A group of researchers at the Center for the Sociology of Organisations has recently published a book entitled: The society of organisations (Presses de Sciences Po, May 2022). Drawing on a range of topics, the authors explore the causes and consequences of the proliferation of organisations, and their impact on our lives. They draw links between organising and other processes: globalisation, the digital revolution, the growing range of measurement tools, and the omnipresence of the law. Finally, they assess the effects of organisations on such topics as inequalities, democratic erosion, and global warming. Presentation by Olivier Borraz, CNRS research director at the CSO.
The book starts with a simple, almost banal observation: we live in a society teeming with organisations. What do we mean by this? Simply the fact that no dimension of our lives escapes organisations: whether it is the formal organisations to which we belong or with which we interact on a daily basis, or the numerous organising processes set in standards, procedures, and algorithms that frame our behaviour, determine our preferences, and constrain our decisions. Our lives are more organized than ever. This stands in contrast with the fact that until recently, many facets of our lives were still based on informal practices and structures. Our private spheres were still loosely formalised spaces: they were framed by customs, oral rules, and traditions that were not subject to extensive control by external entities. They were internalised and transmitted from generation to generation without being organized in impersonal and general norms.
Today, most of our daily actions unfold in a dense network of organised structures and processes. This does not mean that we have abandoned all freedom of choice, but it does imply that our choices are largely embedded in forms that structure our preferences and options. Accordingly, addressing the threats currently facing our societies requires understanding the implications of this society of organisations.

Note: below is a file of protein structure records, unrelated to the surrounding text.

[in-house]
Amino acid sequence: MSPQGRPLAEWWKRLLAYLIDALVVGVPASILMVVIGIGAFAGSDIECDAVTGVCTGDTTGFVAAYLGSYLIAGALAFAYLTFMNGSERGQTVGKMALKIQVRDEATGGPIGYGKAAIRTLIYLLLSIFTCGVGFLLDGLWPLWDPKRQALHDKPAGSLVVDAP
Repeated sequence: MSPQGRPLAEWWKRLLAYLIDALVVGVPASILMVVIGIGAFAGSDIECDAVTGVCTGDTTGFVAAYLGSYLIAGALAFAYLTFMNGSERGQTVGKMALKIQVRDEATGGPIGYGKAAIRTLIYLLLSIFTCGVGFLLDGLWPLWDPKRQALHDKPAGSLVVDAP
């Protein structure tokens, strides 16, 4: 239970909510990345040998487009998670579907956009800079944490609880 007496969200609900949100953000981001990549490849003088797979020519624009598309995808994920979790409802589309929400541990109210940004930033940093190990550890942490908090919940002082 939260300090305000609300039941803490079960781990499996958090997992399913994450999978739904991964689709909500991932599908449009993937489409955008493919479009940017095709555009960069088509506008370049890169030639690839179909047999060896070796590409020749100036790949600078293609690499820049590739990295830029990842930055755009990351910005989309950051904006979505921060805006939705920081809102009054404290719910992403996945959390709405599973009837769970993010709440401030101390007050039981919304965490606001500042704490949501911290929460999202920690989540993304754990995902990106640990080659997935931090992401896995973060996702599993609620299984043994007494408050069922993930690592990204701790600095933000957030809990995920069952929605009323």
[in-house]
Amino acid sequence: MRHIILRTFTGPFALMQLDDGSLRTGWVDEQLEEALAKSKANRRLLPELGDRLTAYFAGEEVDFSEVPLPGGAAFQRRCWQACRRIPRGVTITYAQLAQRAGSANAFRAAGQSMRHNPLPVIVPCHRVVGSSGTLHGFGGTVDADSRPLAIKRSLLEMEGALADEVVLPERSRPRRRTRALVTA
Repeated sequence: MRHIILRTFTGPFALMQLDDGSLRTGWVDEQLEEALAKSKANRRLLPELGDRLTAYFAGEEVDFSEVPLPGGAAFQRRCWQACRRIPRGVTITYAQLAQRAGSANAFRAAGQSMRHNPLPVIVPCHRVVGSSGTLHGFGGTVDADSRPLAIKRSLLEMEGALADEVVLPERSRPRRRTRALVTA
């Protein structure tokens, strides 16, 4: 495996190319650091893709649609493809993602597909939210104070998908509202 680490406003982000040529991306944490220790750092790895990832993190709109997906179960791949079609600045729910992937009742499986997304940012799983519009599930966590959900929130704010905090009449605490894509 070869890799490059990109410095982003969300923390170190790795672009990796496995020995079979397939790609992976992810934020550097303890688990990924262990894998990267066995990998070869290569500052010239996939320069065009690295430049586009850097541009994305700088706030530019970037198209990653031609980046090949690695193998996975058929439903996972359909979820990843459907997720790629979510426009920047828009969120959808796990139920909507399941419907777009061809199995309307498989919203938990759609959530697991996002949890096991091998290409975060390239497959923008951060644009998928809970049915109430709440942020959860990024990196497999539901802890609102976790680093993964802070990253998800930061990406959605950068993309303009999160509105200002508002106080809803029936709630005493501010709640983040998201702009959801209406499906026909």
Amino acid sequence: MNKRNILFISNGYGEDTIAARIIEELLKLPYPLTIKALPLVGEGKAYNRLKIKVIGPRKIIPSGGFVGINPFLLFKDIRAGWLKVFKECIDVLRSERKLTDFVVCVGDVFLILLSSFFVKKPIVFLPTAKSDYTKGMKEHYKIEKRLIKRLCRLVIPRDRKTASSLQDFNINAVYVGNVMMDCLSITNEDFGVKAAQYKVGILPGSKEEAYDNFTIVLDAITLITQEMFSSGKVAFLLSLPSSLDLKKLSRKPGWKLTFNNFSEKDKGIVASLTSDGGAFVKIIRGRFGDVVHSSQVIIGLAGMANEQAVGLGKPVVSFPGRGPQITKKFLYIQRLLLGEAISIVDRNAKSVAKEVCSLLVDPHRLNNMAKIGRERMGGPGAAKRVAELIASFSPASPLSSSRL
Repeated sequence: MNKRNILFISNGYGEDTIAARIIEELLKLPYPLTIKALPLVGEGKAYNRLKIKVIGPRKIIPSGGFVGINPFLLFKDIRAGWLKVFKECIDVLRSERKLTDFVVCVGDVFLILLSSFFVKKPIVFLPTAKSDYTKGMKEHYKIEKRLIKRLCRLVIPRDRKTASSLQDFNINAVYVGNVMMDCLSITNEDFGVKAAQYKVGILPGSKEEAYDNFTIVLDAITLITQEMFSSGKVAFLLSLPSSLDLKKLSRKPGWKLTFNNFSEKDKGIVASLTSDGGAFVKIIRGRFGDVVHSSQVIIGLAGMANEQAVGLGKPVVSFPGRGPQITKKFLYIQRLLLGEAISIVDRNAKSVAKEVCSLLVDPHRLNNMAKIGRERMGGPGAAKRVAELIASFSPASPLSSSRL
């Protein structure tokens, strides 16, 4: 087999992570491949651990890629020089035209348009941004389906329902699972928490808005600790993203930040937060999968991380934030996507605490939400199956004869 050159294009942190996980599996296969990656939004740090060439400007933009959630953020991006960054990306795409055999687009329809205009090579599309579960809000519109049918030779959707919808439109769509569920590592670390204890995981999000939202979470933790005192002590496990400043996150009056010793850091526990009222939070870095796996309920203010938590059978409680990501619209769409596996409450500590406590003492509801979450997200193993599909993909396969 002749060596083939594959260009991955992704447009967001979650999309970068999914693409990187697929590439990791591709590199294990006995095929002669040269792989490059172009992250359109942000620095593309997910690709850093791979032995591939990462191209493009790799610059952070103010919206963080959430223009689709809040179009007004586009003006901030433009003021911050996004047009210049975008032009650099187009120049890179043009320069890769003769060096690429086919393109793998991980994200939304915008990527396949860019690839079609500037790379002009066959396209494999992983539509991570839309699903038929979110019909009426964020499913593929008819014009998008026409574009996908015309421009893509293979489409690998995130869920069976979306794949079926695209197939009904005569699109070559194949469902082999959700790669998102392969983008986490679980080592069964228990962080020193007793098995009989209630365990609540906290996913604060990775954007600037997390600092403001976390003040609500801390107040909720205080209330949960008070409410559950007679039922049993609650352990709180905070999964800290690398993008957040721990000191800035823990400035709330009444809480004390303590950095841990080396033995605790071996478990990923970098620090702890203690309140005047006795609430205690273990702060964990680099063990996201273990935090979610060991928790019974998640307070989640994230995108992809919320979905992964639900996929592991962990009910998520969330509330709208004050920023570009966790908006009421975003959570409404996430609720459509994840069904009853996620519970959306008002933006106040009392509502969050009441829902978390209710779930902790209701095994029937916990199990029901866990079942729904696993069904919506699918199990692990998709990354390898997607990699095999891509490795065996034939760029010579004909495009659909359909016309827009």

This organisational proliferation is attributable to several drivers.
– The first driver is legal, with the rise of legal professions and forms of legalisation that are proliferating in many areas of economic, political, and social life. The risks of legal action prompt many organisations to increasingly formalise their activities both internally and in relation to their customers, suppliers, partners, etc., in order to protect their reputation.
– The second driver is technological. Behind descriptions of a world supposedly flat and flexible due to digital technology, we see the emergence of firms of unprecedented size (the infamous GAFA), the reproduction of power dynamics in virtual systems (through control and access to data, for example), and a whole process of codification, normalisation, and even surveillance of our behaviour via the algorithms running on our smartphones and computers and transforming these behaviours into data benefiting a limited number of actors.
– The third driver pertains to professions. Organisations and professions have long been conceived in opposition. But it has become clear over the past few decades that the two not only coexist: they even feed off each other. Some professions have become formidable purveyors of organized forms, allowing them both to establish their hold over their field of competence and to subordinate other professions to their authority. Moreover, these organized forms rarely match the boundaries of formal organisations, but rather tend towards crosscutting expansion both nationally and internationally.
– Finally, the fourth driver is what the book refers to as a neo-bureaucratic vicious circle. This refers to the reflex, when faced with a new problem, to immediately consider its resolution through an organisational creation. The new organisation thus created is often added to a long list of existing organisations, causing coordination problems that can only be solved with yet another organisation. The book draws on healthcare, higher education, and research fields to illustrate this vicious circle, which consists of thinking of the solution to public policy coordination and inefficiency solely in terms of organisations and organising.
Many scholars insist that the fight against inequalities, global warming, and public health problems is primarily a matter of individual behaviour. In other words, by reading bedtime stories to our children, by biking instead of driving, and by taking the stairs instead of the elevator, we can individually contribute to a collective benefit. Governments act on these behaviours using more or less intrusive tools: from coercion to taxation, and from nudges to education, in order to encourage (the preferred approach today) or force individuals to adopt the ‘right’ behaviours that will reduce CO2 production, educational inequalities, and obesity.